(On December 4, 2008, Natasha Wimmer and Francisco Goldman discussed Roberto Bolaño’s 2666 at Idlewild Books in Manhattan. Quarterly Conversation contributing editor Scott Bryan Wilson and Chris Dikenwere there. Words Without Borders also has a write-up of the talk.)
It’s a testament to the rapidly ballooning legacy of Roberto Bolaño that more than a hundred people turned out to hear Francisco Goldman, a Trinity University English professor who has written extensively about Bolaño, and Natasha Wimmer, the translator of The Savage Detectives and 2666*, discuss the writer’s sad, happy life and mesmerizing final novel.
Attendees who were not held rapt by the conversation between Goldman and Wimmer likely found themselves annoyed: The bookstore was hot and cramped, there were not enough chairs, and the speakers often neglected the microphone, causing those in back (and in front) to strain to catch the crucial tidbits, of which there were many.
But in the end, that annoyingness is what we all really want, right? We want people to be so excited by a book and/or author that they stand in doorways, tolerate obstructed views, and ask questions that, while not always incisive, at least prove they are curious about literature and the people who create it.
Goldman did most of the talking, his voice falling to a whisper when his reverence for Bolaño peaked, which was often. He began with a sprawling and digressive bio, notably touching on Bolaño’s (disputed) heroin use/addiction, mentioning that it was something the Chilean author did "in the early days."
Goldman didn’t know Bolaño personally,** but he is acquainted with, as he put it, "every young writer in Mexico," many of whom knew Bolaño. This far-reaching claim is believable coming from the mouth of a m an who has written three acclaimed novels about Central America and one book-length work of journalism that had some influence over Guatemala’s most recent presidential election.
These young*** Mexican writers, Goldman said, sought out Bolaño for advice—especially after the publication of The Savage Detectives, which made him a star—hoping that some of the magic might rub off. Bolaño was very warm and encouraging toward his acolytes, an affection that apparently extended to all things Mexican. According to Goldman, while Bolaño worked on 2666 in Spain he assaulted his friends in Mexico with blizzards of daily emails, asking for minute details about his beloved country: what a building on a particular corner looked like, do the poets there still wear beards, etc.
Wimmer was more reserved, and less of a storyteller, but in some ways her responses were more engrossing because they provided insight into the complex, unsung work of translation, which often enough ends up being work of interpretation. She described 2666 as easier to translate than The Savage Detectives, partly because she’d already done Savage when she started 2666, and also because The Savage Detectives is littered with slang from Mexico and nearly every other Latin American country—many of the colloquialisms are nearly impossible to re-create accurately in English. She mentioned the "phobias" section of 2666 as particularly problematic—some of the fears were so obscure that she wondered if Bolaño had invented them.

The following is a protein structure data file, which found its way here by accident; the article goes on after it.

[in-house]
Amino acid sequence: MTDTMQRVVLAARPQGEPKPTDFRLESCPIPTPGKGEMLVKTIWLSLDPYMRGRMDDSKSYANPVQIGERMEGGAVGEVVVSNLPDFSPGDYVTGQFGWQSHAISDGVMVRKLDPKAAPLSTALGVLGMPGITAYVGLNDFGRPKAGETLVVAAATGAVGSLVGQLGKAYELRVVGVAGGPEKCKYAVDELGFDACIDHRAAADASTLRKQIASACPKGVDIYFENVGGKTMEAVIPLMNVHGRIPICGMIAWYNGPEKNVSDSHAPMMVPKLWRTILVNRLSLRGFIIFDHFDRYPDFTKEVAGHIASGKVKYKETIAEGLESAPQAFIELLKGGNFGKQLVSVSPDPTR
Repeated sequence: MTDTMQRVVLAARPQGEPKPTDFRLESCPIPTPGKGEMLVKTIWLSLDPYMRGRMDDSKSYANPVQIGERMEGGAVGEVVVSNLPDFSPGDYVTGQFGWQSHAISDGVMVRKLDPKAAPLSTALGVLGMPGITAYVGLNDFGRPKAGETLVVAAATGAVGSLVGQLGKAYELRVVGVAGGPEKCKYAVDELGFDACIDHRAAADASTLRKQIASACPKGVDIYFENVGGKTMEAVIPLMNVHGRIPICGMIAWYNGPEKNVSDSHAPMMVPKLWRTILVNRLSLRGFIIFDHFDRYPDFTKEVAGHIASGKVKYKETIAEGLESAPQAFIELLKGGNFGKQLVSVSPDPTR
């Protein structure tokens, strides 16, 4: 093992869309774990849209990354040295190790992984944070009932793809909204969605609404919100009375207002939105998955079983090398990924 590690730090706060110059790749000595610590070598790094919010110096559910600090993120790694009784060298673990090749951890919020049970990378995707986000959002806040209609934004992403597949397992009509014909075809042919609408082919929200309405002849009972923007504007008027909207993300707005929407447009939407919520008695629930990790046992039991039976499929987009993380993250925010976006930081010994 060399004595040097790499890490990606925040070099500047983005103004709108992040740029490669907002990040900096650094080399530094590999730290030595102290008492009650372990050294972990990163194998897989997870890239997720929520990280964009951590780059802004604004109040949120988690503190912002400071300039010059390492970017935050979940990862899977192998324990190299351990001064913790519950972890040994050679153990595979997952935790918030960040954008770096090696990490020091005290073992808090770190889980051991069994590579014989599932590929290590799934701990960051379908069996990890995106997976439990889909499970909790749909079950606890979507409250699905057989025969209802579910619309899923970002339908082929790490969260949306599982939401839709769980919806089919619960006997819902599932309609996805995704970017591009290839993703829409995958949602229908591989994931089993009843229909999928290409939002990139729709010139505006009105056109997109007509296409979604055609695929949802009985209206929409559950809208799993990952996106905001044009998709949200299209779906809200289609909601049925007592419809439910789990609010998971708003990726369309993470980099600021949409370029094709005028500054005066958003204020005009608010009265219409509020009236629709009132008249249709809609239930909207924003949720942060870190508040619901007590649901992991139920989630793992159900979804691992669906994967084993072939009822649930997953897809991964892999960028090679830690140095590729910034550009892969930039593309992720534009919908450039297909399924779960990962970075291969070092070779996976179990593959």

She said "The Part About the Crimes" was likewise challenging**** because there was so much specialized forensic language involved. Because the descriptions in this section were taken from real-life case files related to the Juarez murders (around which 2666 revolves), it was especially important to get these passages right. Wimmer said she undertook extensive research to render this part of the work.
Goldman related that Bolaño learned many details of the Juarez killings from Sergio González Rodríguez, a Mexican journalist who spearheaded an investigation of the crimes and wrote a book (not yet translated into English) about them. Bolaño, never afraid to put his friends and associates into his books, inserted a Rodríguez-esque character into 2666, leaving the reporter a bit shocked at how he appeared on the page—not because Bolaño had distorted him, but because he was saddened to see himself as a part of this landscape of evil and brutality and “scuzziness” (Goldman’s words). Goldman also said that Rodríguez had confirmed the veracity of passages in “The Part About the Crimes” in which Mexican prostitutes display no sympathy for murdered working girls.
(For more on the Bolaño-Rodríguez connection, check out Marcela Valdes’ article “Alone Among the Ghosts” in the December 8, 2008 issue of The Nation.)
Rumors that there would be 2666 t-shirts for sale turned out to be false.
*Goldman pronounced the title "Two-six-six-six," perhaps emphasizing the Number of the Beast association, while Wimmer opted for the lengthier but seemingly more correct "Twenty-six-sixty-six."
**Which leads to a favorite anecdote of the evening: You know how during every Q&A there’s always that person who wants to get a piece of the speaker? Well at this event some guy in front asked if either Goldman or Wimmer had met Bolaño, and both admitted that they hadn’t, sadly, and that they didn’t even start reading him until after he died. At which point the questioner remarked in a loud and disdainful voice: "SHAME."
***YoungER—it’s not like Bolaño was old when he died.
****Though she said "The Part About Fate" gave her lots of trouble as well because it was Bolaño’s stab at portraying of a black journalist from Harlem (Bolaño never visited the U.S.) who traveled to Mexico to cover a boxing match. Wimmer admitted that she was not an expert in any of these subjects.